Friday, April 14, 2017

Thoughts from Galicia: 14.4.17

Spanish life is not always likeable but it is compellingly loveable.
- Christopher Howse: A Pilgrim in Spain.Renfe probs

NOTE: For those readers who've used Facebook to access this blog, you can now go to my FB page Dross Bin for this.

It looks as if, not before time, Spaniards are beginning to get a little fed up with the country's institutionalised corruption. See El Mundo here, in Spanish.

I've mentioned loss of government transfers to Galicia. Here's what austerity means to Andalucia.

Life in Spain: I wonder if anyone else has as many problems with the RENFE web page as I do. Last night, I couldn't get it to accept my Origin and Destination cities. Which problem was compounded by the response being: Please enter Origin and Destination names. Ten times.

Spaniards living near Gibraltar are reported to be angry with Madrid's stupid initiatives around The Rock, essentially because their livelihoods are at stake if Spain takes it over. The latest nonsense guaranteed to further alienate everyone down there - British and Spanish - is the stock tactic of imposing lengthy border checks. At the end of this post there's a British commentator's 6 reasons why Gibraltar will never be Spanish. Mostly plausible. And just to upset Spanish readers further, here's an article on why Madrid should give Olivença back to Portugal.

More on Italy's banking crisis from Don Quijoneshere and here. Of course, the problems are really those of the EU, not just Italy. Here's how DQ sums up the current situation: We've finally reached the juncture of Italy’s banking crisis where desperation meets insanity. For good measure, here's DQ on the ECB bank and its lack of independence.

Nutters' Corner: This is dedicated to the doyen of US Christian pastors, and a prominent supporter of Donald Trump - Kevin Swanson. Here's a few things he's recently said:-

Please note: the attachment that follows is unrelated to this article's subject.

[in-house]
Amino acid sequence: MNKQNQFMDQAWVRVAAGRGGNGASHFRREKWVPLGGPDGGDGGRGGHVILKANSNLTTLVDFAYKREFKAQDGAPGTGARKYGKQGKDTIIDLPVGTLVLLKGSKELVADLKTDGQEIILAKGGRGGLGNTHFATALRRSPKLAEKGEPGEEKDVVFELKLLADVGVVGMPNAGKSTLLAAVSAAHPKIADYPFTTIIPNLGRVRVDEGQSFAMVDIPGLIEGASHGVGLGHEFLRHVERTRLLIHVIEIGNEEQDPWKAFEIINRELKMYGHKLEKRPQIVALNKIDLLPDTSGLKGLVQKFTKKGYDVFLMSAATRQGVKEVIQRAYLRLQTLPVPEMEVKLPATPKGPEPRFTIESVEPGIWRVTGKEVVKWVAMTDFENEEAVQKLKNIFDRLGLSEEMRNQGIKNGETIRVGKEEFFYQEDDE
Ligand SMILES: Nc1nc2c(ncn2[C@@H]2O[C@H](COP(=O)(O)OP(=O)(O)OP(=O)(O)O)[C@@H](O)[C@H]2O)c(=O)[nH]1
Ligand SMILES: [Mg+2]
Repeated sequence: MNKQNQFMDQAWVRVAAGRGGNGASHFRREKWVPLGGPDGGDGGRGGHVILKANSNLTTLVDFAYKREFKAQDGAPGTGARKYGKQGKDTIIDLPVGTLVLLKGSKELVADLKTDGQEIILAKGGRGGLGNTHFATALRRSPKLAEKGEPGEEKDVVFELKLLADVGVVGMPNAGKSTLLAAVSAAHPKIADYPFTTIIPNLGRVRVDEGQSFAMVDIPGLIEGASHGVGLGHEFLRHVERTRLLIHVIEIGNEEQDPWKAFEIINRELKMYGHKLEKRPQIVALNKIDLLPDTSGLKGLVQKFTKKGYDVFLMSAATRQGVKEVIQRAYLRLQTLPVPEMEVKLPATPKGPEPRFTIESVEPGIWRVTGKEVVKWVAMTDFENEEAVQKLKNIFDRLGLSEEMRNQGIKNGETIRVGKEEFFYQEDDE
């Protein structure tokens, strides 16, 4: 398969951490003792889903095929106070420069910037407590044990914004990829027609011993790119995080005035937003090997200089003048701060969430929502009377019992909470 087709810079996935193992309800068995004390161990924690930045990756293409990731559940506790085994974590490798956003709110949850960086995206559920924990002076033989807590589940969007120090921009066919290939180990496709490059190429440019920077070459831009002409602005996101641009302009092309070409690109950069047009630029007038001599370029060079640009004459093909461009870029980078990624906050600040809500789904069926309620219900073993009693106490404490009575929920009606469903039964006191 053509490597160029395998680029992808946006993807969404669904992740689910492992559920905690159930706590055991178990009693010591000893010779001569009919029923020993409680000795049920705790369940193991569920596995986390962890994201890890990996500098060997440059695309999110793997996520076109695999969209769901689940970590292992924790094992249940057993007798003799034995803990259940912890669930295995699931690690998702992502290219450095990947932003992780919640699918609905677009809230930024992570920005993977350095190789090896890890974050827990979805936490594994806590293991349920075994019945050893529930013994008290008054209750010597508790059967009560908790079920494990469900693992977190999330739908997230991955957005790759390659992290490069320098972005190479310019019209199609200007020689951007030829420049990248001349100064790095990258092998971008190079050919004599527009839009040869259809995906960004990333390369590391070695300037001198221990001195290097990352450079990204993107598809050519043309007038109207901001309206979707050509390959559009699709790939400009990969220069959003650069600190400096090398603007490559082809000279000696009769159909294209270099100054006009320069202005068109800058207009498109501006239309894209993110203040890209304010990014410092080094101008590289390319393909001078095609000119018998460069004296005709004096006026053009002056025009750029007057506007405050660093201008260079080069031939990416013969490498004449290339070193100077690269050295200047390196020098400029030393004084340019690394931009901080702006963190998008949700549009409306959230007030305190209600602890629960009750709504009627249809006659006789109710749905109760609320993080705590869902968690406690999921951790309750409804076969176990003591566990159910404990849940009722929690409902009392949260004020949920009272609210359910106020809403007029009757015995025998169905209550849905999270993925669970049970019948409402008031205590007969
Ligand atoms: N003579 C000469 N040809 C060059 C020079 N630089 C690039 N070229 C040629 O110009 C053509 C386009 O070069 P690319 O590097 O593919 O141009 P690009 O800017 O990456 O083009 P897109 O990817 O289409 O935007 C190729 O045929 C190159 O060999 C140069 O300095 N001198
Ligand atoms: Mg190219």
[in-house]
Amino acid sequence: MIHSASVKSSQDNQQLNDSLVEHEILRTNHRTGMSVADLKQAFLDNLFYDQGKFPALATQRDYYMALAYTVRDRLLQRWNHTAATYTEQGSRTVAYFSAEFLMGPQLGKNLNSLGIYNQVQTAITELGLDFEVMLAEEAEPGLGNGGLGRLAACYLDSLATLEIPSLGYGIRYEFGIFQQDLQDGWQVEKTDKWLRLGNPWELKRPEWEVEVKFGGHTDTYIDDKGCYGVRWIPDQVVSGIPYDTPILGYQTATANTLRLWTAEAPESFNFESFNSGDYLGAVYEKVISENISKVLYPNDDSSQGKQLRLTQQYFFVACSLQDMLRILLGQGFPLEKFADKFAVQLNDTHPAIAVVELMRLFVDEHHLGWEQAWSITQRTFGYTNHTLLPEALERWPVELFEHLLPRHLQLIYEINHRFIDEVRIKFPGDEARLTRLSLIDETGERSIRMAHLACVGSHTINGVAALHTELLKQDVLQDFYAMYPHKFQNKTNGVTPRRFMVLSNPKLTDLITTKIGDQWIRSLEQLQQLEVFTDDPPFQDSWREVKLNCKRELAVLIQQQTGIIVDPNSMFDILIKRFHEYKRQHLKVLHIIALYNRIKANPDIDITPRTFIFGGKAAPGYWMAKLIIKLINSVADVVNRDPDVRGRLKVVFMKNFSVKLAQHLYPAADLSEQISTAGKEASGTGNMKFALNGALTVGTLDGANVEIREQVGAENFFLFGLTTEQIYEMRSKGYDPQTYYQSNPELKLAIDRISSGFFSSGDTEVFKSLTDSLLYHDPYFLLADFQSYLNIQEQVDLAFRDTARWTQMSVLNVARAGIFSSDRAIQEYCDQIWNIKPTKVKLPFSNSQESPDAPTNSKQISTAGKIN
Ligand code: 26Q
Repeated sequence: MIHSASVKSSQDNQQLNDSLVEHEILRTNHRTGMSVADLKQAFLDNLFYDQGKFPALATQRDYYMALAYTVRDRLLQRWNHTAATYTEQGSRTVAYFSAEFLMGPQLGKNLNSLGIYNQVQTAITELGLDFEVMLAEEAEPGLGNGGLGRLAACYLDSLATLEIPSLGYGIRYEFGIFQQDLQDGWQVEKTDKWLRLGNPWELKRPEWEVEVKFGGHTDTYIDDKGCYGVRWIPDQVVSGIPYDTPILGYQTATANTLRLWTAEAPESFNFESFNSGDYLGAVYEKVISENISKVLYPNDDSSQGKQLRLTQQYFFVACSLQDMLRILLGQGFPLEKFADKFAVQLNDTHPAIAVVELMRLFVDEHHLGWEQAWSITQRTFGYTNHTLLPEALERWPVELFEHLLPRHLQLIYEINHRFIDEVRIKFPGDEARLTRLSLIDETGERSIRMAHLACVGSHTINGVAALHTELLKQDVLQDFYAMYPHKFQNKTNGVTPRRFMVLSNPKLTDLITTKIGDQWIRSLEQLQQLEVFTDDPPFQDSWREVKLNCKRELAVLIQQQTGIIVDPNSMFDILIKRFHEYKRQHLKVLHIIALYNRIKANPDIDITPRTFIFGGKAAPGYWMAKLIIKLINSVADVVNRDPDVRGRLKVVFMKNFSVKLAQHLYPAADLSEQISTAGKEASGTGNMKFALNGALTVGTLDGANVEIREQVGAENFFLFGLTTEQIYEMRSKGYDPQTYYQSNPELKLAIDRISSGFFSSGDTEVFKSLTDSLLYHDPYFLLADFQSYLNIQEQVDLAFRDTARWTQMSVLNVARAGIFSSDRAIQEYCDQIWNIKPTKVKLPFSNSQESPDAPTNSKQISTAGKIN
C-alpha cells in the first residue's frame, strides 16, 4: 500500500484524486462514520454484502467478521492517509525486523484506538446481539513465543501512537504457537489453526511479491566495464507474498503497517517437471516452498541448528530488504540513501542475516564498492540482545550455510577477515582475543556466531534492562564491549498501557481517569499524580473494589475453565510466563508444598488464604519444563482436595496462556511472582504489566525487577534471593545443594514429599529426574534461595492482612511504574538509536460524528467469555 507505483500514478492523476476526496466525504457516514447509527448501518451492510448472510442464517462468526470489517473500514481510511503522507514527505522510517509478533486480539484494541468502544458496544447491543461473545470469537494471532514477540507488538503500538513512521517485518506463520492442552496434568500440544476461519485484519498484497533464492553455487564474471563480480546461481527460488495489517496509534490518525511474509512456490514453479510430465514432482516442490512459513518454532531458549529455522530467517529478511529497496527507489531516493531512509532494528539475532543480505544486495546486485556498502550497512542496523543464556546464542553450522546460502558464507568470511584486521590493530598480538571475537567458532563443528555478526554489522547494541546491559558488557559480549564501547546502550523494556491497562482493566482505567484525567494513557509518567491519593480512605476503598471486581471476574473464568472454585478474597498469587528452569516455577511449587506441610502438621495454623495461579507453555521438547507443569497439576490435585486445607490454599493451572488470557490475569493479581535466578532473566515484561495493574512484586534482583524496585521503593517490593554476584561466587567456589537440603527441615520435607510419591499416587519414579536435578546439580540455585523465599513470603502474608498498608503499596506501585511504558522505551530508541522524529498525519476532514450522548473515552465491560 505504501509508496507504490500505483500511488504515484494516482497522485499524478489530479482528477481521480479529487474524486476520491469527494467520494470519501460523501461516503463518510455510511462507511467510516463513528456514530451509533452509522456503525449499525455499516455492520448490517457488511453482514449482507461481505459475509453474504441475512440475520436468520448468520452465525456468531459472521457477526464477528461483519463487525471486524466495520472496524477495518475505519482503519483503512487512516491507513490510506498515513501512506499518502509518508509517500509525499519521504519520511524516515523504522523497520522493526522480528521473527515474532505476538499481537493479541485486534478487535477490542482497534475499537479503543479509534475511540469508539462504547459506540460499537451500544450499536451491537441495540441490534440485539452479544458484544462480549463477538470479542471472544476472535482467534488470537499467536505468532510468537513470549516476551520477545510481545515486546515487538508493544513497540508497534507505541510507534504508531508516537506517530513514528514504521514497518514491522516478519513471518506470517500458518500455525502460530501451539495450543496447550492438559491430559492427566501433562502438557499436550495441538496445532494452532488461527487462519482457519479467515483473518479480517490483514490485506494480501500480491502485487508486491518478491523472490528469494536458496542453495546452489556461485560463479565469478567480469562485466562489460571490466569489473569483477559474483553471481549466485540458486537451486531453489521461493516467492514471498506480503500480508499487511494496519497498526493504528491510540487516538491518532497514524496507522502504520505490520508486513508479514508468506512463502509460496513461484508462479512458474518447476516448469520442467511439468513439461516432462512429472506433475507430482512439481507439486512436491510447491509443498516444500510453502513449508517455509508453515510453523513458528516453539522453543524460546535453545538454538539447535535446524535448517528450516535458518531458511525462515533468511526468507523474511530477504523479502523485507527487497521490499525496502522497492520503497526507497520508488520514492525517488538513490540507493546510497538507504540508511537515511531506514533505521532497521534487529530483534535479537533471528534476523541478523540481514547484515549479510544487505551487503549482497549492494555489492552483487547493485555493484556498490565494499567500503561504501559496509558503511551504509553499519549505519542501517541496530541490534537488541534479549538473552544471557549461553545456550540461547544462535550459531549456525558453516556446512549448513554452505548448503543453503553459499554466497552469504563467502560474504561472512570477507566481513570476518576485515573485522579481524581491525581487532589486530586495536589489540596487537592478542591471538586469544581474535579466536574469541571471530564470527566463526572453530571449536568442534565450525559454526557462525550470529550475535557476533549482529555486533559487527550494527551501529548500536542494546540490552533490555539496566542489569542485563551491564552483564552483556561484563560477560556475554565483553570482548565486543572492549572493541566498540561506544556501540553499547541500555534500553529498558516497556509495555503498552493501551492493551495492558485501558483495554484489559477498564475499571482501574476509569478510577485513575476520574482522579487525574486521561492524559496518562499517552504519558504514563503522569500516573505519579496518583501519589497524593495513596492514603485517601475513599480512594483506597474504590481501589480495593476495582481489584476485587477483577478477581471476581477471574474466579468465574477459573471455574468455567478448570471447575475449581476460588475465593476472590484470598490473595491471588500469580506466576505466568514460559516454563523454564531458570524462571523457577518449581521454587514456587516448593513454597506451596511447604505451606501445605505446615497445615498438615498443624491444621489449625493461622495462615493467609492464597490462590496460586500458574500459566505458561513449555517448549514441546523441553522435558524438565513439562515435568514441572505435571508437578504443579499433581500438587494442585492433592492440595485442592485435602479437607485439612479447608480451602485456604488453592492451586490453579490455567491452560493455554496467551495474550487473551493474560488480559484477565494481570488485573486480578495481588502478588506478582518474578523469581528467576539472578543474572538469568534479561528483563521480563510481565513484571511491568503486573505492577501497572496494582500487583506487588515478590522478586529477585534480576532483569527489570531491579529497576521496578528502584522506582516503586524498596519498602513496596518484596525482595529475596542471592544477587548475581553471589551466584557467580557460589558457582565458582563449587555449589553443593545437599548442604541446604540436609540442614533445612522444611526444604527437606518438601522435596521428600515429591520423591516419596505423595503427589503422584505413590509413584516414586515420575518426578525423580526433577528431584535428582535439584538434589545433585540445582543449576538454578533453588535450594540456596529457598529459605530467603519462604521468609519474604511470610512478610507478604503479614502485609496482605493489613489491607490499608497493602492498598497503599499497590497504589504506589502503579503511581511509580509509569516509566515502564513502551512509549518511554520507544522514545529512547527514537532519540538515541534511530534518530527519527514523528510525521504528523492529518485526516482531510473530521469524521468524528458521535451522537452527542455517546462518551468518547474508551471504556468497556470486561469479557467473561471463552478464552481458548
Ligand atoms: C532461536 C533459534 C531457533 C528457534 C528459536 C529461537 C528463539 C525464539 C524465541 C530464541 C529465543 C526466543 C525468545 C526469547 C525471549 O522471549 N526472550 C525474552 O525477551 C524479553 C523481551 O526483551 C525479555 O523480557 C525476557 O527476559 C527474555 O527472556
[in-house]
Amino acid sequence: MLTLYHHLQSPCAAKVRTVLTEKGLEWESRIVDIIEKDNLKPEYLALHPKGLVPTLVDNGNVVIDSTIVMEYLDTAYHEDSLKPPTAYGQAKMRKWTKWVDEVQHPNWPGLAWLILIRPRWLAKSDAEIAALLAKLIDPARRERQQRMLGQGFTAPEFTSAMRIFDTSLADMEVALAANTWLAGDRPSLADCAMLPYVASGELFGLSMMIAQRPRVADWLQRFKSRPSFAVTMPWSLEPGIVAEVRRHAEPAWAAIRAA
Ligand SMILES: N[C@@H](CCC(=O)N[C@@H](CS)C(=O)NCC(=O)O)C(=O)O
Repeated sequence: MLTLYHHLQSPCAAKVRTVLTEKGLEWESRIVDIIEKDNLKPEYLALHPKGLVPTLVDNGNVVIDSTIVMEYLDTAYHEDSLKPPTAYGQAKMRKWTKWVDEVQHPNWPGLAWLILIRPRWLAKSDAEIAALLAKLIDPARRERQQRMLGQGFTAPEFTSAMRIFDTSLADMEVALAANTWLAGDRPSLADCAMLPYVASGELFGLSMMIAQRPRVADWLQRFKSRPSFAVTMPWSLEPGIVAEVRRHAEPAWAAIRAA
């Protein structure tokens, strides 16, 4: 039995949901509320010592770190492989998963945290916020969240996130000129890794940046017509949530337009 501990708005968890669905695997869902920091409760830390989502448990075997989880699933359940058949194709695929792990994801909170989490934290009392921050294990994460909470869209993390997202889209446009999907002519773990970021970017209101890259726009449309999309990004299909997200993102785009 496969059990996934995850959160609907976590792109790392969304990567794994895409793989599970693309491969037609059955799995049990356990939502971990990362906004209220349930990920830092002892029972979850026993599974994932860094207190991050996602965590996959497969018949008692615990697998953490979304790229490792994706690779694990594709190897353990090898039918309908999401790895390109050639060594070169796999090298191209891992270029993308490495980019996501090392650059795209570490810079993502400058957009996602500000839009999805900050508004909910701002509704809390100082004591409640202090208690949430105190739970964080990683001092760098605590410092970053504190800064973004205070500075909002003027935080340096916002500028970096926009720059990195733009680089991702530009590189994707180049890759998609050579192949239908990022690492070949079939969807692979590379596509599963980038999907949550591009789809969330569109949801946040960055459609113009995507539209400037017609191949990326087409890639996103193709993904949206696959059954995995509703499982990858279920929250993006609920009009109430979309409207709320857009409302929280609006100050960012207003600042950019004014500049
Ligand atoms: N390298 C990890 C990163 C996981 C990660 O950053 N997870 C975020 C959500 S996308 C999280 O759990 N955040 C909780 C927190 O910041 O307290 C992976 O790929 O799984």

• I won’t buy Girl Scout Cookies because I don't want to support lesbianism.
  • Parents who let their daughters join the Girl Scouts should be executed because the Bible calls for it.
  • If my son turned out to be gay, I'd sit in cow manure and I’d spread it all over my body.
  • The victims of the Pulse nightclub massacre were killed because God had given up on them.
  • Pastors who have gay children should resign.
Obviously not Mr Nice Guy, then. But a committed Christian nonetheless. Let's hope he burns in Hell, should it really exist.

I've never drunk much tea, so I'm not devastated by the news that the best way to brew it is in the microwave. Click here for details, whether you believe the claim or not.

You couldn't make it up . . . Government food inspectors have found as series of deficiencies in the restaurant at Donald Trump's exclusive private club in Florida, Mar-a-Lago. Where officials and business folk are now expected to stay. At prices that have been doubled. That's capitalism for you!

Finally . . . In a fit of pique because Ukraine won't allow their Eurovision entry to be included, Moscow has said they won't allow the program to be aired in Russia. Lucky bloody Russians!  

Today's cartoon:-

Unfortunately, the drugs he's been on just now have only ever been tested on mice.


Six Reasons Why Gibraltar Will Never be Spanish

Every once in a while, usually during a domestic Spanish scandal, Spain decides to kick up a fuss about British rule of Gibraltar. Eventually it all comes to nothing. Nevertheless, it's worth going through the main reasons why Gibraltar is not Spanish, and won't be anytime soon.